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Ah…that is my sigh of relief because I’m officially on “vacation” from my internship rotations for the next two weeks.  Yesterday was the last day of my community rotation.  If you read my last post, I’ve been working with the senior population, mostly in the scope of the meals-on-wheels program and other community programs for senior citizens.  I didn’t know what to expect of my community rotation.  Before I got into the dietetic internship, I worked in community nutrition as a nutritionist for the Women, Infants, Children (WIC) program, so I did have some experience in public health but clearly the WIC program is quite different than a program for senior citizens.  Anyway, my community rotation was fantastic.  I loved working with seniors and sharing nutrition knowledge.  If you read my last post, this rotation involved some public speaking along with making healthy baked goods to share with individuals at senior community centers, which was fun!  During this rotation, I had an amazing preceptor that truly wants interns to succeed and learn from each rotation which made it an overall positive experience.

I’m looking forward to this little break from the internship.  I’m hoping that I’ll have more time to devote to yoga, painting, running, taking long walks outside (my vitamin D levels are probably so low right now, thanks to winter), and just enjoying the holiday season.  I hope you have time to reconnect with yourself, too.

-Jess

What I’ve BEAN up to

Greetings readers!  I hope everyone enjoyed their Thanksgiving and got to spend some quality time relaxing.  I was lucky to have Thanksgiving off from my rotations and spent time with my family and friends.  Having a few days off from the dietetic internship allowed me to relax and reflect on the completion of my long term care rotation.  In my last blog post, I wrote about how the LTC rotation was a little challenging.  I found that particular rotation to be challenging because I didn’t have much clinical experience prior to starting, and I really didn’t know what to expect.  Although the rotation wasn’t the easiest for me, I learned so much about the needs of the geriatric population and how a medical team (involving registered dietitians, doctors, nurses/nursing staff, physical/occupational therapists, psychologists, social workers, and speech-language pathologists) must work together to assess the health of each resident at the long term care facility.  Malnutrition is a major health/nutrition-related concern for aged individuals and the most important component of geriatric nutrition is preventing weight loss.  Making sure that elderly individuals eat enough calories and protein was a huge part of what I learned as an intern during my last rotation.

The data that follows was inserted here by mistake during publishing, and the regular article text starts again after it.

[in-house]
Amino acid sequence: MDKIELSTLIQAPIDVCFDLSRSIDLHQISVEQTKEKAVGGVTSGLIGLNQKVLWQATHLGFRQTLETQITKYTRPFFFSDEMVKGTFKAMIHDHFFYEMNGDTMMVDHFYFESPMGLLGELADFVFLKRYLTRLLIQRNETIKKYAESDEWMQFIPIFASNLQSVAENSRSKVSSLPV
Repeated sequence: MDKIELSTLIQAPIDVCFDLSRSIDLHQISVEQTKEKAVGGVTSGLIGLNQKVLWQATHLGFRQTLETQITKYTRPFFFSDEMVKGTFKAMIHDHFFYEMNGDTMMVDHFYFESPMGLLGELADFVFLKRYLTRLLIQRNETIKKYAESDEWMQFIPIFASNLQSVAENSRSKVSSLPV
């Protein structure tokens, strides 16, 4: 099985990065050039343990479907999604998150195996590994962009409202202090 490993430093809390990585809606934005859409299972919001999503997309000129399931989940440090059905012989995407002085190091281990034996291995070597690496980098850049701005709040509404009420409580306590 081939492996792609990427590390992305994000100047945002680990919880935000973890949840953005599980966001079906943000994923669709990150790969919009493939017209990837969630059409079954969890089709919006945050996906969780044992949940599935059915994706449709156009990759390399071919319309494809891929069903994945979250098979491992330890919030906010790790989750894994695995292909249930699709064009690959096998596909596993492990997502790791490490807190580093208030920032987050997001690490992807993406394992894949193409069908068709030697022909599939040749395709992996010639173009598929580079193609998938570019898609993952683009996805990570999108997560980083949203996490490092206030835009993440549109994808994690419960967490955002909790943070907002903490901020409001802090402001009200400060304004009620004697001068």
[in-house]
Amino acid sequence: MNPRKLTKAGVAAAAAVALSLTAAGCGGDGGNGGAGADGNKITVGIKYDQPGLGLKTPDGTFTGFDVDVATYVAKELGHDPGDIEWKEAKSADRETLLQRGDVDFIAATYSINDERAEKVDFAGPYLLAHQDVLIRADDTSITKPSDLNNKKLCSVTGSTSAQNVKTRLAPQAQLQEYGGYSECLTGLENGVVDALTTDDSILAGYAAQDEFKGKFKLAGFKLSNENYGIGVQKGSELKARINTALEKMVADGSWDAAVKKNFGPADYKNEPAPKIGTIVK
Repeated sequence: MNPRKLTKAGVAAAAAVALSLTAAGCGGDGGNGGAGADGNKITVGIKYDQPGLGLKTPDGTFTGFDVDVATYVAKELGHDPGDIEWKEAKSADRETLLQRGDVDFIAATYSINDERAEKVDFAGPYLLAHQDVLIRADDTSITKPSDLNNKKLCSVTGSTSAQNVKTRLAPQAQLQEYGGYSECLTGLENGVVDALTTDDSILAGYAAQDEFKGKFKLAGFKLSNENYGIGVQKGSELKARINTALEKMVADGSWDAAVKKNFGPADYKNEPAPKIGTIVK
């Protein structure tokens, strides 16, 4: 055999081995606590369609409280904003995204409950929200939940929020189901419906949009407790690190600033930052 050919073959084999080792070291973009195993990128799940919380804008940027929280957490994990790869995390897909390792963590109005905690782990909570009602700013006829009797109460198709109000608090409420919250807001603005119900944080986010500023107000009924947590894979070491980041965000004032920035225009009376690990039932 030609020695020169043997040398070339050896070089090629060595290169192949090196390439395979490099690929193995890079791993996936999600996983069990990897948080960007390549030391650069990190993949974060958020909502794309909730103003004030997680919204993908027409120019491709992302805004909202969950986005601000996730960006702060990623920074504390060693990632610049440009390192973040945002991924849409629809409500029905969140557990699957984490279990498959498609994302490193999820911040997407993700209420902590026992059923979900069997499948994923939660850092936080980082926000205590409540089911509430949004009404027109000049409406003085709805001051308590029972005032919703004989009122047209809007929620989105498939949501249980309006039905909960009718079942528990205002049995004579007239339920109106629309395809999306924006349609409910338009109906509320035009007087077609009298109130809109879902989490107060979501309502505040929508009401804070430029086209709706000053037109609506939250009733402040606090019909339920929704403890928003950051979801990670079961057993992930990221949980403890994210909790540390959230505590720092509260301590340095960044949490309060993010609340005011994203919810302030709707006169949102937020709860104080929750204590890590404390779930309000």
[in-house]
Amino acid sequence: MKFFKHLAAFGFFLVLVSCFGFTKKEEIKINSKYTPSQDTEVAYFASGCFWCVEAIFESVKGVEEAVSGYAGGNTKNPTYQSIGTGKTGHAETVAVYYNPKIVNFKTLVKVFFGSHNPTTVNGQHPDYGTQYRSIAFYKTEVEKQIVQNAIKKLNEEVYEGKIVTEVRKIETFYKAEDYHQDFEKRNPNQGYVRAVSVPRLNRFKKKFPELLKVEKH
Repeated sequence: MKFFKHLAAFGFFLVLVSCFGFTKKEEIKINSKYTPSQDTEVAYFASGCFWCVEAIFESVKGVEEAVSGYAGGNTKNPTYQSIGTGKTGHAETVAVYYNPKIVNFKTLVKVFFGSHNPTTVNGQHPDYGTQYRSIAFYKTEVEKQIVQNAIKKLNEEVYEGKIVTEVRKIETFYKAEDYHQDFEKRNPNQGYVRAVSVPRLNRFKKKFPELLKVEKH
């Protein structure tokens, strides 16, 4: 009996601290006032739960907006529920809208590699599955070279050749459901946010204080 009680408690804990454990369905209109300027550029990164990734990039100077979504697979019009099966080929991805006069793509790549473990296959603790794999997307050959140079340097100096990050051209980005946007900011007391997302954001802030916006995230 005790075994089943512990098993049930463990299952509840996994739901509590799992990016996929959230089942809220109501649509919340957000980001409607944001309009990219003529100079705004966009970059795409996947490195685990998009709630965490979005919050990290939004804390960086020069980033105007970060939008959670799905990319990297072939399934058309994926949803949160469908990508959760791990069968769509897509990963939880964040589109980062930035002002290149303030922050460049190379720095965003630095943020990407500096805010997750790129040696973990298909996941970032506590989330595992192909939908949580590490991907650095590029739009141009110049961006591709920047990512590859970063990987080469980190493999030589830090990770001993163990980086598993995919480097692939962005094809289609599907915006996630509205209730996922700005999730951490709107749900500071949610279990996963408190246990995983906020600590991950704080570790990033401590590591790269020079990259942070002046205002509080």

In my current rotation, which is community-based, I’m working with the same population (seniors), but this rotation is less clinically-focused.  I’ve been learning about and getting involved in programs that prepare and deliver meals to homebound senior citizens.  I’ve also been learning more about geriatric nutrition and food quality of meals that are served at community senior centers.  I’ve really been enjoying this experience so far and I love that I can apply knowledge I gained from interning at the long term care facility in this rotation.  I also love cooking and preparing food, and part of this rotation involves observing food prep and being in the kitchens where the food is prepared.

Next week, I’m going to be doing a presentation at a few senior centers on the topic of beans and how to incorporate more beans into ones’ diet.  I’m particularly excited about this topic because if you’ve been reading my blog for a while, you know I love beans and I love coming up with creative ways to eat them.  For this presentation, I’m going to make some delicious black bean brownies to show the seniors that beans can be prepared and added to foods in an unexpected way.   While I can’t take credit for the idea of this recipe, I tried to add my own personal touch from this black bean brownie recipe that I adapted from chocolate covered katie.  I plan on sharing these delectable chocolate treats at the presentation.  Hopefully the seniors get excited about eating beans in the form of a dessert!

If you’re not a fan of dark chocolate, feel free to use a sweeter, lighter chocolate.

Black Bean Brownies

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Ingredients

  • 1 (15.5 oz) can of black beans. (I used the low-sodium version and rinsed 2x to get rid of extra salt)
  • 1/2 cup whole wheat flour
  • 2/3 cup maple syrup
  • 1 tsp. baking powder
  • 2 tsp. vanilla extract
  • 2 tbsp. melted coconut oil
  • 1/4 cup unsweetened apple sauce
  • 1 tsp. cinnamon
  • 2.5 tbsp. unsweetened cocoa powder
  • 1 cup chocolate chips (I used the vegan, semi-sweet variety)
  • (optional- add peanut butter or your favorite nut butter)

Directions

Preheat the oven to 350ºF.  In a food processor, mix all of the ingredients except the chocolate chips.  After everything is well mixed, add 3/4 of the chocolate chips, scoop out the mixture and place on a lightly greased 9×9 baking pan.  Top the brownies with the remaining chocolate chips and bake for 18-20 minutes.  Allow to cool before cutting.  Enjoy with a cold glass of almond milk (or your favorite cold bevy!) and share with friends, or a senior citizen who needs some company 🙂

-Jess